Media Training 101 for B2B Businesses
What is media training?
Media training is a specialized form of communications training that helps media-facing individuals prepare for and execute interviews effectively. Media training sessions will teach you how to predict questions, avoid common traps, and focus on delivering your key messages, helping you to represent your company or organization in an engaging and professional manner.
When all eyes are on you, it’s easy to get tongue-tied or offer up a world salad. Media training ensures that every time you step into the spotlight, you know how to clearly communicate your message(s), showcase your expertise with confidence, and connect with your audience through storytelling.
Who should participate in media training?
Anyone who could potentially be interviewed by the media should participate in media training to protect the individual’s and the organization’s reputation. Key spokespeople should participate in a media training session prior to any potential interviews. When an interview is booked, the individual being interviewed should review their media training documents to refresh their knowledge.
What does media training look like?
A media training session is typically one hour; however, it can run upwards of an entire day. A session will include establishing your key messages, answering sample interview questions, and practicing mock interviews.
What are key messages?
Key messages are 10- to 15-second sound bytes that are memorable, colorful, and to the point. Since most people only retain 10% of the information they receive, they must be concise. Key messages should tell the story you want to communicate, using everyday language and avoiding jargon and acronyms. You should have no more than five key messages prepared and memorized for an interview. It’s important to use your key messages at every opportunity; you don’t necessarily have to answer the question.
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General Interview Tips
- Have your key messages memorized
- Never say anything “off-the-record” and be wary of providing “background” information
- Consider yourself “on-the-record” from the moment you enter the interview setting
- Never say “no comment”
- Take your time before answering questions. Pauses can be used as a tool to your advantage
- Unless it’s a live broadcast, if you aren’t happy with your answer, don’t finish it. A journalist can’t use half of a sentence in a story. Simply say, sorry about that, you’d like to start again
- Try to keep your answers to under 10 seconds so it makes a nice quote
- If you don’t know the answer, admit it. Promise to get back to the journalist later with the answer and have your publicist do so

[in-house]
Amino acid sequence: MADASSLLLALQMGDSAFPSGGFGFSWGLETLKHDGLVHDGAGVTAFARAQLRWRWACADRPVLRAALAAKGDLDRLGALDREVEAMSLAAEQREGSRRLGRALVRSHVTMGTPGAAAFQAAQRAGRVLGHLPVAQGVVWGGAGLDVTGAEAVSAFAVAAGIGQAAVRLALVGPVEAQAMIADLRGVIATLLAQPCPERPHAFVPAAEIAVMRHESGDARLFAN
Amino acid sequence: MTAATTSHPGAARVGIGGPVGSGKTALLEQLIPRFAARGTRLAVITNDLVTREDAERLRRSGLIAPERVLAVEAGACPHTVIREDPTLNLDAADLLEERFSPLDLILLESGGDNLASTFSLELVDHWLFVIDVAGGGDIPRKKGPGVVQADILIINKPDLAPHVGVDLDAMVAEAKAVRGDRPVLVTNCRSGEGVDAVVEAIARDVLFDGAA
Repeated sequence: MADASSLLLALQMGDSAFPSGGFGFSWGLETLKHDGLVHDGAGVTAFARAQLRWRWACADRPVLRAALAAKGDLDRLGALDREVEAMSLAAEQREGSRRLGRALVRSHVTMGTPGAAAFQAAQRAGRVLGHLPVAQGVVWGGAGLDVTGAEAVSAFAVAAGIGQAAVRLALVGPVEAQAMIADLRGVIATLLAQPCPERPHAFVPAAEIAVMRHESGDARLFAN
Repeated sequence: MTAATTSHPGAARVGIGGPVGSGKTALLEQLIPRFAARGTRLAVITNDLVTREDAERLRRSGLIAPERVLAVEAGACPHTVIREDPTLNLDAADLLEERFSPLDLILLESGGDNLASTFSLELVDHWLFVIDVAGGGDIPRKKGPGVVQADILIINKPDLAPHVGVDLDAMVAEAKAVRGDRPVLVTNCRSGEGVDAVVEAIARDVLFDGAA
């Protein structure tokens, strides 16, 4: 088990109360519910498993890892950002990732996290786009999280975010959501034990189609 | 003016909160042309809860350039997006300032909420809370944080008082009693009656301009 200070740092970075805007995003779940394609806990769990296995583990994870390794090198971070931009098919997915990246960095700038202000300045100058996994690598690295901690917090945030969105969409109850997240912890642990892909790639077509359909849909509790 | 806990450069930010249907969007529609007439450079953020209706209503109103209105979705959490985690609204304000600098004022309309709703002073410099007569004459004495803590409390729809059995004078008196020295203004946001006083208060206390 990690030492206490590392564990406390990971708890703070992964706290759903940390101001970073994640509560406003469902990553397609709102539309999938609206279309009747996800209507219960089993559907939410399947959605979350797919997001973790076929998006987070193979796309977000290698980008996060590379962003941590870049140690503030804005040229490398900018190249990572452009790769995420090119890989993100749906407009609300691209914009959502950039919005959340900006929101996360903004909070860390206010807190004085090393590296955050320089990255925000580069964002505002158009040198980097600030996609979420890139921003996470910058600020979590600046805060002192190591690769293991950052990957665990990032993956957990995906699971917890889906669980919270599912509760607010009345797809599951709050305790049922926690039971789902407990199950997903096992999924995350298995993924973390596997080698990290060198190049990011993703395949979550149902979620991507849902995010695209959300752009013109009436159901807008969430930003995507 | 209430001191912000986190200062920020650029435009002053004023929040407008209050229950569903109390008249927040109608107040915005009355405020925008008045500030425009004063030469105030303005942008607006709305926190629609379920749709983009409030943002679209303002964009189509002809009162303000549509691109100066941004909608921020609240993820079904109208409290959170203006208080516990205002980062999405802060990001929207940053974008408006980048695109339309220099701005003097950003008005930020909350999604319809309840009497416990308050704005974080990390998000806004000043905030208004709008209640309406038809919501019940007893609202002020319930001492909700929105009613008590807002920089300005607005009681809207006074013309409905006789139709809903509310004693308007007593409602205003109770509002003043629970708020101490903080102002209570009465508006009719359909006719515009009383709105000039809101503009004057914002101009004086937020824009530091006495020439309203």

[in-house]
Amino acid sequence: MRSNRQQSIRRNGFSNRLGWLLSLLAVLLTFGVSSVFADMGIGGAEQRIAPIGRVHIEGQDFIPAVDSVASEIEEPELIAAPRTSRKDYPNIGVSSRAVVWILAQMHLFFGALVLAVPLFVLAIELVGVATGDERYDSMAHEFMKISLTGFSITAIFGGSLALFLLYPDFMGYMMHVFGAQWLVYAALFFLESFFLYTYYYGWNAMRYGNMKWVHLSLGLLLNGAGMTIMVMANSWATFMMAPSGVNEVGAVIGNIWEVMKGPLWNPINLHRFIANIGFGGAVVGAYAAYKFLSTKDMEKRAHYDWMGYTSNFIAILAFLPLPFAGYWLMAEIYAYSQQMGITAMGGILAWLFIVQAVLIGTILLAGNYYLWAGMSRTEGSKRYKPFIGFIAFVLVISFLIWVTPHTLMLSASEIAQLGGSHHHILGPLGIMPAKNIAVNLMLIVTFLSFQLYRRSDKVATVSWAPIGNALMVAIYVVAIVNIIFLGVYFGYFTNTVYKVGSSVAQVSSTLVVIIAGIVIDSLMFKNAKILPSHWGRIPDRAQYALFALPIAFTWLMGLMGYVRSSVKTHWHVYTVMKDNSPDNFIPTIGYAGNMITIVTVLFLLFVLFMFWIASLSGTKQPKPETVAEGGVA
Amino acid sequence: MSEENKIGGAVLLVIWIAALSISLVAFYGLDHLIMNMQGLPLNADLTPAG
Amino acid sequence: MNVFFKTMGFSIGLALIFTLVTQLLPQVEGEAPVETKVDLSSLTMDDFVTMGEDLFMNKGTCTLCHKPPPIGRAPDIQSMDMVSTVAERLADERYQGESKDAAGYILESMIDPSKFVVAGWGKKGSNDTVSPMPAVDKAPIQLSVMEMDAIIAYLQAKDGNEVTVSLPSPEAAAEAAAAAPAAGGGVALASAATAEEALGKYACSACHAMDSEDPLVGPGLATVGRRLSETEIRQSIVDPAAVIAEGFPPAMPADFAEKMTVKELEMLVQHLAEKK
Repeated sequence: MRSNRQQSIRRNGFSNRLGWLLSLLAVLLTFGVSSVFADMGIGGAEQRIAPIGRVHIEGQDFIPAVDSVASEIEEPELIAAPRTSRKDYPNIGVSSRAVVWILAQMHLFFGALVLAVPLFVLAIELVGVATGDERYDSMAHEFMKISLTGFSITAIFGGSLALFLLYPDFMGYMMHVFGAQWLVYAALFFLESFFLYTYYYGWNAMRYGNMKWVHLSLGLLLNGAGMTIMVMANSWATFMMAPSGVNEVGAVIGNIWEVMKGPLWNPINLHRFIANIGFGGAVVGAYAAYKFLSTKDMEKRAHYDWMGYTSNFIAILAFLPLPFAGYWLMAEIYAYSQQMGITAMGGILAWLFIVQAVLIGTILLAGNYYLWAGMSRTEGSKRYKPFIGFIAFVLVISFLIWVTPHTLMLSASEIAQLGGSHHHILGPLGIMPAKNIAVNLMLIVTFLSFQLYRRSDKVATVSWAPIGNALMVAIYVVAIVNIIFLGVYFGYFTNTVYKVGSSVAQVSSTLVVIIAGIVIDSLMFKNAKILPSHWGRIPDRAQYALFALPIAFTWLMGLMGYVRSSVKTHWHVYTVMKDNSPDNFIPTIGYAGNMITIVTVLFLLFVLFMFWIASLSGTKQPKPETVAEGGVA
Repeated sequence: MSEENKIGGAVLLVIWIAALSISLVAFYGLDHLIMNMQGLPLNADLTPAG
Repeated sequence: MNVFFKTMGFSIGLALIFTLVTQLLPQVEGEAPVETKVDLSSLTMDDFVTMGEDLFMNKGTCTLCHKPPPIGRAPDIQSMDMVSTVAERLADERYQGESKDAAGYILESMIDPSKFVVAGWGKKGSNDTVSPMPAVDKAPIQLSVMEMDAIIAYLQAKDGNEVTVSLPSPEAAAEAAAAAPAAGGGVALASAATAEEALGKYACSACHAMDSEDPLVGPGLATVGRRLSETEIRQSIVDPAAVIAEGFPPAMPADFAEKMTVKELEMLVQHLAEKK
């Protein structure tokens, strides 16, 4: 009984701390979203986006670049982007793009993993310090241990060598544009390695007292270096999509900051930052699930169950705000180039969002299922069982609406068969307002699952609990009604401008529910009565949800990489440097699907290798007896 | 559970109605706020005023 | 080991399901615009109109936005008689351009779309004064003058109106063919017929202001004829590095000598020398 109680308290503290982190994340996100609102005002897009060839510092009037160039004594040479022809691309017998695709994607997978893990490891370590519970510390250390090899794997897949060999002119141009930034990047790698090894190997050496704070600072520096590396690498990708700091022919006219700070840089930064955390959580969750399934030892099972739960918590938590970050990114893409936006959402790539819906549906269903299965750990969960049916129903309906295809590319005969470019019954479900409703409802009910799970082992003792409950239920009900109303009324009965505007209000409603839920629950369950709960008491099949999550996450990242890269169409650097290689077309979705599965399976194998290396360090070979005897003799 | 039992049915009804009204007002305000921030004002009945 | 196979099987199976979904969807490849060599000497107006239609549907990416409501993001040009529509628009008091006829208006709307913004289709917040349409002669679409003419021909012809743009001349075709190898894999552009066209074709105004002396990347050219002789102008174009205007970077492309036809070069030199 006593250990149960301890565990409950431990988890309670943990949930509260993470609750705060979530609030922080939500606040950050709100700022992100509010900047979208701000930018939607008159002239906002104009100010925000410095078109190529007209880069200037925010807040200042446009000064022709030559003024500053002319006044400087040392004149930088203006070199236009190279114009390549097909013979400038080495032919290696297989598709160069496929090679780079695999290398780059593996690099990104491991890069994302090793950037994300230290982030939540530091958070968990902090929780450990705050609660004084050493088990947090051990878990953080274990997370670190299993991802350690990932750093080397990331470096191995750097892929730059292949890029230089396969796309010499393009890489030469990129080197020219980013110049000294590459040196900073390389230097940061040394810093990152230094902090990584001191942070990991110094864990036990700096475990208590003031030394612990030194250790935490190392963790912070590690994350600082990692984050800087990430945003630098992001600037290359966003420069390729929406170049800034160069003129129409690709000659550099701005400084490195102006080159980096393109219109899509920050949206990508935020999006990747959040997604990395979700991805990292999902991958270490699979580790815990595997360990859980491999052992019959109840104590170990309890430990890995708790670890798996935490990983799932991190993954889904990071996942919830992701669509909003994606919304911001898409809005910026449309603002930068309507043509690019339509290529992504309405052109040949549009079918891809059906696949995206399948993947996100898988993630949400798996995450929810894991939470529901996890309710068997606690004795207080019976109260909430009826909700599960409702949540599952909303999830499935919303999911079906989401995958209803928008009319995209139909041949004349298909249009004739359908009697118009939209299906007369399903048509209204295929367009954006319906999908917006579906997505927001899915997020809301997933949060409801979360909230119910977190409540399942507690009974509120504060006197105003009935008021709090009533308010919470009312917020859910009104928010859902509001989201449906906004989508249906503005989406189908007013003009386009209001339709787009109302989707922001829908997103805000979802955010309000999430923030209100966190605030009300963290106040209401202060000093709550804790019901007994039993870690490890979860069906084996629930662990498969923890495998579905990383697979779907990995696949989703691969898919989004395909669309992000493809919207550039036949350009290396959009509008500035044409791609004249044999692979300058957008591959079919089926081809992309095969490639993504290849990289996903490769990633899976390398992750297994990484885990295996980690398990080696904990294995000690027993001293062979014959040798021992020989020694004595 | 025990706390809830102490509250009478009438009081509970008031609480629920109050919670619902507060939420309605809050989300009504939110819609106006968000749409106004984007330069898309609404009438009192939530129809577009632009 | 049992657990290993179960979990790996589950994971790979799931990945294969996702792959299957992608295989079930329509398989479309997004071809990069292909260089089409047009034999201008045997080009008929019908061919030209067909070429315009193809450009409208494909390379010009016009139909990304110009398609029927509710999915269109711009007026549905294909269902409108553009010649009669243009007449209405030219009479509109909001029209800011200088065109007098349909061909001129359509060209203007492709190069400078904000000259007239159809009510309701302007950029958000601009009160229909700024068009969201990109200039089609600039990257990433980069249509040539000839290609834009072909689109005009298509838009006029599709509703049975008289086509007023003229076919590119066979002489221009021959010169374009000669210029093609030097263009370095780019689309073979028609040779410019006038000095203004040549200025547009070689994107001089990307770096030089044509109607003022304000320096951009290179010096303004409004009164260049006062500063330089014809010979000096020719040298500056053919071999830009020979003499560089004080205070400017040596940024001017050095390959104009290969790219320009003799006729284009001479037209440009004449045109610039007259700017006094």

- If a question is negative, do not repeat the negative, always answer with a positive
- Keep your cool, no matter what
- Maintain eye contact with the interviewer (not the camera!)
- Don’t answer in monosyllables like “yes” or “no”
- Don’t use trade speak or marketing jargon or get too technical
Interview Tips For Radio Interviews
- Radio can be a deceptive medium. You may think your voice has energy and vitality, but on the radio, it can sound flat.
- Remember to put twice as much energy into your voice as you would in a normal conversation. Radio outlets often conduct pre-interviews to make sure interviewees are lively enough.
- If doing a radio interview over the phone, keep your mouth about six inches away to avoid popping sounds caused by letters like “p”, because most telephone microphones are of poor quality.
- Don’t be disappointed if the interview took ages, but the resulting story is only about 45 seconds in length. Brevity rules radio. Remember, your quotes or sound bytes should be short – less than ten seconds – stick to those key messages!
Interview Tips For Print and Web Interviews
- Whether done in person or over the phone, these interviews are generally longer than radio or television interviews.
- Print and web reporters generally require far more detail than radio or TV reporters.
- Everything you say and do from the moment you say hello to the reporter may be used for “color” in the story.
- Don’t be alarmed by a tape recorder; it’s common and will ensure accuracy. If there is a serious error or misquote, consult your publicist.
Interview Tips for TV Interviews
- Focus on the interviewer, not the camera.
- Ignore camera operators and other technicians as they move about.
- Avoid “ums” and “ahs”.
- Incorporate the question into your answer.
- Use natural hand movements to emphasize your answers.
- Avoid clasping hands tightly, gripping the sides of chairs, swiveling in your chair, or holding objects.
- Sit straight (straighter than you think you should). Leaning slightly forward in your chair gives the impression that you’re alert and in control.
- Wait for a cue from the reporter signaling that the interview is over before changing your demeanor.
Dressing For TV Interviews
- Wear medium tones – avoid pure white, black, and red shirts.
- Blue looks great on camera.
- Avoid patterns that have stripes, plaids, and checks as they look distorted and distracting on TV.
- Watch for bulges caused by cell phones, wallets, keys, etc.
Whether you’re about to do your first interview or one hundredth, media training sessions aid in the success of how you prepare and execute for an interview. Enjoy the process and make the most of your opportunity. The media loves a great interview and will always come back for more!